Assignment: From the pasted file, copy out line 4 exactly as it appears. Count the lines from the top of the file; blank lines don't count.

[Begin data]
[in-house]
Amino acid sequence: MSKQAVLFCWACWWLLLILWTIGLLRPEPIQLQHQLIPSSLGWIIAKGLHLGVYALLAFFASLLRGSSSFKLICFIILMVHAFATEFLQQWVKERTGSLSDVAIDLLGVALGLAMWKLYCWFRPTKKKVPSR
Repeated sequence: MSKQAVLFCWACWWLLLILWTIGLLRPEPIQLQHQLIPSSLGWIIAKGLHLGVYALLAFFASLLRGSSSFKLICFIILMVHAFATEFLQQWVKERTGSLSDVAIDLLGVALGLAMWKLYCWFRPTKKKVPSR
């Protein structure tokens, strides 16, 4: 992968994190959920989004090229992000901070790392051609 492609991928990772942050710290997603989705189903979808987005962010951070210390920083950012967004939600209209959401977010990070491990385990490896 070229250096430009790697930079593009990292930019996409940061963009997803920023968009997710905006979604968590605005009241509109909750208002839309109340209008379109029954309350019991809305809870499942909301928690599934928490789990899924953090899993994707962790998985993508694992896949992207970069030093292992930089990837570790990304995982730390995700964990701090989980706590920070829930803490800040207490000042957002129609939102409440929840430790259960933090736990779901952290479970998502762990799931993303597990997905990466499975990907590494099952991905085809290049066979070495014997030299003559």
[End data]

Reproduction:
């Protein structure tokens, strides 16, 4: 992968994190959920989004090229992000901070790392051609 492609991928990772942050710290997603989705189903979808987005962010951070210390920083950012967004939600209209959401977010990070491990385990490896 070229250096430009790697930079593009990292930019996409940061963009997803920023968009997710905006979604968590605005009241509109909750208002839309109340209008379109029954309350019991809305809870499942909301928690599934928490789990899924953090899993994707962790998985993508694992896949992207970069030093292992930089990837570790990304995982730390995700964990701090989980706590920070829930803490800040207490000042957002129609939102409440929840430790259960933090736990779901952290479970998502762990799931993303597990997905990466499975990907590494099952991905085809290049066979070495014997030299003559």